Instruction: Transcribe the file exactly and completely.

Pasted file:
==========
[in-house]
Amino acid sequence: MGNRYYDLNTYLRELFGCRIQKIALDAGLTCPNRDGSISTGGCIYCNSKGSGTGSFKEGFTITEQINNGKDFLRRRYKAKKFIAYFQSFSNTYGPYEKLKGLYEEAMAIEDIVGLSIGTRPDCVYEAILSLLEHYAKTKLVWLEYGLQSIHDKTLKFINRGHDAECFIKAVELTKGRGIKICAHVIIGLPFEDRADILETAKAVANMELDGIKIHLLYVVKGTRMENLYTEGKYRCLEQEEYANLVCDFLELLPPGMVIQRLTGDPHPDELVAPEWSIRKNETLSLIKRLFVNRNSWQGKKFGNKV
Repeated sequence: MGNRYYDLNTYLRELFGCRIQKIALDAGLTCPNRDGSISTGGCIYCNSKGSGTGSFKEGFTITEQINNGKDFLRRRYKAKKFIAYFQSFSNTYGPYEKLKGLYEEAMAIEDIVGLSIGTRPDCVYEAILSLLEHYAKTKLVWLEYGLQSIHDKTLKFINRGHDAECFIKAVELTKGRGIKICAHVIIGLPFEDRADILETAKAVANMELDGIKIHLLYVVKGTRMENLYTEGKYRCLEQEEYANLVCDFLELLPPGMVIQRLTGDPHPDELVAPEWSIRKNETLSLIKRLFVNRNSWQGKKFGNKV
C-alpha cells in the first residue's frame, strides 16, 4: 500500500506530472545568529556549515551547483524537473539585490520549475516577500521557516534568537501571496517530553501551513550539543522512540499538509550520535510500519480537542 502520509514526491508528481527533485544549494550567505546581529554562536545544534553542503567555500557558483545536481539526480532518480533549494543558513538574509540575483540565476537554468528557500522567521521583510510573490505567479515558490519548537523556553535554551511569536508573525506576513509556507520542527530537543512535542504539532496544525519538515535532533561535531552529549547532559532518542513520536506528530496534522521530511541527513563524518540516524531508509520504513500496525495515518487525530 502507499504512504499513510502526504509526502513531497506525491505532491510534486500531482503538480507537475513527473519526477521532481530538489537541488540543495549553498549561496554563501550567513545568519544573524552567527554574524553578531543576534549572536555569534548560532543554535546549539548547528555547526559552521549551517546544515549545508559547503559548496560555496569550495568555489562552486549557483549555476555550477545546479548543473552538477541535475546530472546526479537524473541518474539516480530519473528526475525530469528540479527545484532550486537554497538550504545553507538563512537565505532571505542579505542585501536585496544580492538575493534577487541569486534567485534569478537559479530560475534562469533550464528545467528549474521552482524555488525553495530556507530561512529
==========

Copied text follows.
[in-house]
Amino acid sequence: MGNRYYDLNTYLRELFGCRIQKIALDAGLTCPNRDGSISTGGCIYCNSKGSGTGSFKEGFTITEQINNGKDFLRRRYKAKKFIAYFQSFSNTYGPYEKLKGLYEEAMAIEDIVGLSIGTRPDCVYEAILSLLEHYAKTKLVWLEYGLQSIHDKTLKFINRGHDAECFIKAVELTKGRGIKICAHVIIGLPFEDRADILETAKAVANMELDGIKIHLLYVVKGTRMENLYTEGKYRCLEQEEYANLVCDFLELLPPGMVIQRLTGDPHPDELVAPEWSIRKNETLSLIKRLFVNRNSWQGKKFGNKV
Repeated sequence: MGNRYYDLNTYLRELFGCRIQKIALDAGLTCPNRDGSISTGGCIYCNSKGSGTGSFKEGFTITEQINNGKDFLRRRYKAKKFIAYFQSFSNTYGPYEKLKGLYEEAMAIEDIVGLSIGTRPDCVYEAILSLLEHYAKTKLVWLEYGLQSIHDKTLKFINRGHDAECFIKAVELTKGRGIKICAHVIIGLPFEDRADILETAKAVANMELDGIKIHLLYVVKGTRMENLYTEGKYRCLEQEEYANLVCDFLELLPPGMVIQRLTGDPHPDELVAPEWSIRKNETLSLIKRLFVNRNSWQGKKFGNKV
C-alpha cells in the first residue's frame, strides 16, 4: 500500500506530472545568529556549515551547483524537473539585490520549475516577500521557516534568537501571496517530553501551513550539543522512540499538509550520535510500519480537542 502520509514526491508528481527533485544549494550567505546581529554562536545544534553542503567555500557558483545536481539526480532518480533549494543558513538574509540575483540565476537554468528557500522567521521583510510573490505567479515558490519548537523556553535554551511569536508573525506576513509556507520542527530537543512535542504539532496544525519538515535532533561535531552529549547532559532518542513520536506528530496534522521530511541527513563524518540516524531508509520504513500496525495515518487525530 502507499504512504499513510502526504509526502513531497506525491505532491510534486500531482503538480507537475513527473519526477521532481530538489537541488540543495549553498549561496554563501550567513545568519544573524552567527554574524553578531543576534549572536555569534548560532543554535546549539548547528555547526559552521549551517546544515549545508559547503559548496560555496569550495568555489562552486549557483549555476555550477545546479548543473552538477541535475546530472546526479537524473541518474539516480530519473528526475525530469528540479527545484532550486537554497538550504545553507538563512537565505532571505542579505542585501536585496544580492538575493534577487541569486534567485534569478537559479530560475534562469533550464528545467528549474521552482524555488525553495530556507530561512529